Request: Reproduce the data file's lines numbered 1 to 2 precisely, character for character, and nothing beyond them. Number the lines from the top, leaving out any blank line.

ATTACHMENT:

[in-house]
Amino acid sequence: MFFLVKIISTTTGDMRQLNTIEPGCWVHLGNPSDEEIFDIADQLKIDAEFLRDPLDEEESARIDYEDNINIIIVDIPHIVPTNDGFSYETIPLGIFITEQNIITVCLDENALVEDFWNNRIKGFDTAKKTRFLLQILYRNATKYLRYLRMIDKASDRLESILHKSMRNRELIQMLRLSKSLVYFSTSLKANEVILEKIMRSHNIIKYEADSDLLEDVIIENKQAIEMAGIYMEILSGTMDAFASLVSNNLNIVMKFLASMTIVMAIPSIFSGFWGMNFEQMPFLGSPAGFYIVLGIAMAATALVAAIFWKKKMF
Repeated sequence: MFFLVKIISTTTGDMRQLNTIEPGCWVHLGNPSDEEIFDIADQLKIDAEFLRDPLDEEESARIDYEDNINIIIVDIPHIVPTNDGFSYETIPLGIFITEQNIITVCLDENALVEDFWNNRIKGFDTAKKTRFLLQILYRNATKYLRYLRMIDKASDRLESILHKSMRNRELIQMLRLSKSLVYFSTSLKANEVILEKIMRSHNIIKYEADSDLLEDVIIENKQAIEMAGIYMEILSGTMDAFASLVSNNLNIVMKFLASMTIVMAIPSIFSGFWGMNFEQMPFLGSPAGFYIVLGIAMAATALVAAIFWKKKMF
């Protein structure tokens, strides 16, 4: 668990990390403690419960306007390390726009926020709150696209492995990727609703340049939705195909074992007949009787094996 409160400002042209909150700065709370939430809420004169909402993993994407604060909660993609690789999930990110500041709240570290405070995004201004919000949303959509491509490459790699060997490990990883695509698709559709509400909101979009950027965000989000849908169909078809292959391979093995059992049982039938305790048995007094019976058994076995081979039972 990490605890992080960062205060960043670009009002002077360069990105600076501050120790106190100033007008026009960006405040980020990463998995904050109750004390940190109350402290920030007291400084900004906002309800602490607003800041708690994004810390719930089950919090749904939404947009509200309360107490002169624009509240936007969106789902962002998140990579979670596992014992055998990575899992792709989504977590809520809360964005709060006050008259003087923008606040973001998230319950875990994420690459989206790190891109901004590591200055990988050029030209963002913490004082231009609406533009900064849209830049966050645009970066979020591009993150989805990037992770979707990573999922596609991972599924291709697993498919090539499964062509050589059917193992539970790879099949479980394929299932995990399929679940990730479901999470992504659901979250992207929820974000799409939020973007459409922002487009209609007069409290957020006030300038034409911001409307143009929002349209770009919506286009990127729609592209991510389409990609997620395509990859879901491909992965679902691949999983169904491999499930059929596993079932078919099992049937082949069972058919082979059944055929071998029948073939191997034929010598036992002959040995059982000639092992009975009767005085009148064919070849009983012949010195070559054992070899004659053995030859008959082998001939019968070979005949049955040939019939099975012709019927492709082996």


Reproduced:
[in-house]
Amino acid sequence: MFFLVKIISTTTGDMRQLNTIEPGCWVHLGNPSDEEIFDIADQLKIDAEFLRDPLDEEESARIDYEDNINIIIVDIPHIVPTNDGFSYETIPLGIFITEQNIITVCLDENALVEDFWNNRIKGFDTAKKTRFLLQILYRNATKYLRYLRMIDKASDRLESILHKSMRNRELIQMLRLSKSLVYFSTSLKANEVILEKIMRSHNIIKYEADSDLLEDVIIENKQAIEMAGIYMEILSGTMDAFASLVSNNLNIVMKFLASMTIVMAIPSIFSGFWGMNFEQMPFLGSPAGFYIVLGIAMAATALVAAIFWKKKMF